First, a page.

Is Michigan governor Rick Snyder really going to add his name to the crowded field of Republican presidential contenders? While the obstacles to a relatively late-starting bid are considerable, the governor and his staff are sticking to a “haven’t ruled it out” line for now.
The question is what that “maybe, maybe not” stance signifies. Does it foreshadow a serious bid? Is it a coy attempt to attract national attention? A reminder to other candidates of his potential as a running mate? Or is it just the largely overlooked, fairly successful GOP governor of a blue state wanting a bit more recognition?
Talk of a Snyder bid exploded last Friday at a meeting of the Republican Jewish Coalition in Las Vegas, after former Minnesota senator Norm Coleman told reporters: “I met with Rick Snyder yesterday. He’s running. He’s running.”
Either Coleman misheard something in that meeting, or he let the cat out of the bag early. Snyder’s team is sidestepping the remark for the moment.
“The governor has indicated that he’s watching the presidential race closely and hoping a commonsense problem solver emerges, but he has not made any decisions about entering the field at this time,” said Jarrod Agen, Snyder’s communications director, echoing previous statements by the governor.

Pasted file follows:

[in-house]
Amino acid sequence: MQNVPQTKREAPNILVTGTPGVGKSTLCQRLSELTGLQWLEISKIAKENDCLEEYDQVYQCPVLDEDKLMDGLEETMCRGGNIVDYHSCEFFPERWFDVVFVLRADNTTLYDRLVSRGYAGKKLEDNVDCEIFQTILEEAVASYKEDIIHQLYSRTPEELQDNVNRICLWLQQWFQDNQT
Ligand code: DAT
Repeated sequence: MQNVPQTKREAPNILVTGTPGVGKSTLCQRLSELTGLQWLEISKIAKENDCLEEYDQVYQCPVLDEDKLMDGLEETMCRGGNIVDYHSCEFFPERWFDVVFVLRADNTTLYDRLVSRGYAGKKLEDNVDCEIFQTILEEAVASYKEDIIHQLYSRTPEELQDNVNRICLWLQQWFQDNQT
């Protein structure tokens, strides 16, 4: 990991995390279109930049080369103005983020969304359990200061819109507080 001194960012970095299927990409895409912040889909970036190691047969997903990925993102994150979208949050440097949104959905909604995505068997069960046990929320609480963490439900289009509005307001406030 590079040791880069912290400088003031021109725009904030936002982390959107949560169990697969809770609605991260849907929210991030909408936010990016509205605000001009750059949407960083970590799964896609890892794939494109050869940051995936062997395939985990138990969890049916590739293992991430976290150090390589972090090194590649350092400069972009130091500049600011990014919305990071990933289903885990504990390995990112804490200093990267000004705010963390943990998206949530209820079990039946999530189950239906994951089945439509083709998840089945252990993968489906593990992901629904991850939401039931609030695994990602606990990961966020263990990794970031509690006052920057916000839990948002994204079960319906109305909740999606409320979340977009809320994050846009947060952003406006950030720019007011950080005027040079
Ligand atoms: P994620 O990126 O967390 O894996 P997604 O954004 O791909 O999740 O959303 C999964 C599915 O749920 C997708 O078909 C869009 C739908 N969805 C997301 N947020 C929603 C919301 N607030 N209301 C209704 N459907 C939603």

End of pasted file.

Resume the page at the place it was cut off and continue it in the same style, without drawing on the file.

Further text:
Some Michigan Republicans are certain that Snyder’s mild-mannered, wonkish, “tough nerd” persona obscures some serious presidential ambitions.
Having said that, Snyder and his staff have had multiple opportunities to throw cold water on the talk of a presidential bid. When a Republican governor goes on a tour across the country to take credit for engineering an economic comeback in his state, just as the 2016 race heats up, it makes you wonder. Snyder’s speaking tour doesn’t look all that different from similar tours undertaken by such governors as Scott Walker of Wisconsin and Bobby Jindal of Louisiana, or such former governors as Jeb Bush of Florida and Rick Perry of Texas — all of whom are running for president, even though they haven’t formally announced so yet.
And some Michigan Republicans are certain that Snyder’s mild-mannered, wonkish, “tough nerd” persona obscures some serious presidential ambitions.